The SeaI was listening to a review of an upcoming “Mad Men” episode when I thought of the book  “Heart Aroused.” Poet David Whyte’s masterpiece, “The Heart Aroused: Poetry and the Preservation of the Soul in Corporate America” aimed at helping people find meaning and balance in their careers. There is a one-line poem in his book previously mentioned that forced me to reassess my professional goals:

“Ten years ago, I turned my head for a moment and it became my life.”

Truthfully, I sit writing this missive in the middle of a corporate HR meeting, whose sole purpose is to discuss assessing interpersonal dynamics and how to create wonderfully beautiful functioning teams. And I grant to each of you, that for this moment, I am unaware of the next question, then next word, the next PowerPoint slide. For none of this matters.

I ponder upon how much time was spent pursuing the money, the vulture of the corporate world. All the wasted dollars, time and energy collecting and spending for the “good” of my career, I have lived and breathed the hype and succumbed to varied products, including Apple, Microsoft, Samsung, HTC and others. And to what end? Was it all a sacrifice on the altar of life, where I traded off priorities for a lucrative salary, long commutes, long work weeks and a plethora of other things.

When I look past the jumbo mortgage paid completely two weeks ago, I sat in my overused easy chair, the sullen early morning light of a rain soaked day silently confirmed my auto-pilot life was not always in the best interest of those who loved me. Similar to that of a friend who passed in late November, I never really knew them and likewise, they never knew me.

“Does this represent who I am?”

Whyte also wrote, “Work is the very fire where we are baked to perfection, and like the master of the fire itself, we add the essential ingredient and fulfillment when we walk into the flames ourselves and fuel the transformation of ordinary, everyday forms into the exquisite and the rare.”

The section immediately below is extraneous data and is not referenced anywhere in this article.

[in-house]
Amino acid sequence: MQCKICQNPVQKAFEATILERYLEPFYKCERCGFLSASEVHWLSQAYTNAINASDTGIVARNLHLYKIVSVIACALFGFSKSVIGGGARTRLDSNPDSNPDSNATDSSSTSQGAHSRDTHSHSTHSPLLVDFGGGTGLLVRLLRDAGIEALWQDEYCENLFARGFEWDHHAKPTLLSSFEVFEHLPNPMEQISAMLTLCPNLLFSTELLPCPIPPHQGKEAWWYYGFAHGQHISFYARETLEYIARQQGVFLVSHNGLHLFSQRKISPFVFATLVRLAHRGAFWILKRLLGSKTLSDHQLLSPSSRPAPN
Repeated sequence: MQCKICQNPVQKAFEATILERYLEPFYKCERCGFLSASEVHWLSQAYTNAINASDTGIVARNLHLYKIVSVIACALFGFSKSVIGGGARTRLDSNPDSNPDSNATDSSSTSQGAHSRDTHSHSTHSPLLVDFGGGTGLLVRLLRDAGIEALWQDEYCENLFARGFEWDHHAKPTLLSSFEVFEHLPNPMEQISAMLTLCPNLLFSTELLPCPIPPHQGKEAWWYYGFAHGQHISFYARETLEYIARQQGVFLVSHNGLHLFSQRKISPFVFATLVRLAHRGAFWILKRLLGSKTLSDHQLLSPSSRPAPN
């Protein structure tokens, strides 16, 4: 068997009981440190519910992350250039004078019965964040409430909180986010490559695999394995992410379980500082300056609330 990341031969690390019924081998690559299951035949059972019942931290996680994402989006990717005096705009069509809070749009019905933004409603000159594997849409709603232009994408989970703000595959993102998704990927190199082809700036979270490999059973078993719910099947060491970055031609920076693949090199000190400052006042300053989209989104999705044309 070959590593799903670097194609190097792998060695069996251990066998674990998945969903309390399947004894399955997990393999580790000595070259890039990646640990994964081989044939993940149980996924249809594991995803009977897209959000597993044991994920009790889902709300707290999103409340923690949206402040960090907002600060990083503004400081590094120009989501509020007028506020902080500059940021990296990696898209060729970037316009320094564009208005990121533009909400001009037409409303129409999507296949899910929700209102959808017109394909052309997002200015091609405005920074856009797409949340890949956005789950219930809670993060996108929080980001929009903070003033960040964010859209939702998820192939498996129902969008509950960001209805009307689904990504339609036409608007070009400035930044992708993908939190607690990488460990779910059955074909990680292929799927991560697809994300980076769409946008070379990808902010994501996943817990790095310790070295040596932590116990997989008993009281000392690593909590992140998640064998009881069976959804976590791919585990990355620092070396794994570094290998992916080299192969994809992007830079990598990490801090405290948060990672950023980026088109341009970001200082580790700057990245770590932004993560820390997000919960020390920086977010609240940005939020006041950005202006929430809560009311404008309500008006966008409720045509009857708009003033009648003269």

As I near the “great beyond,” I wonder if my worked baked all to perfection or just me. Then again, maybe neither. Could I have used the essential ingredients and fulfilled others or lived a lie. And did I live a life that became exquisite and rare? Undoubtedly, many would state no.

Accordingly, as a Buddhist, can one find peace in a truthful life or does one surrender to the lies? Some say Buddhism focuses on the unhappy side of life or takes a pessimistic view? This may be because there is an extreme focus upon suffering. However, this is only one side of the story.

I would like to say that by focusing on suffering, I am somehow actually committed to realizing and developing happiness. In fact, there are many kinds of happiness which are both true and lasting. There can be some form of contentment, freedom of enjoyment, debtlessness and happiness from being good.

But I believe it is a choice we must be willing to make. Are we living a truthful life or surrendering to lies?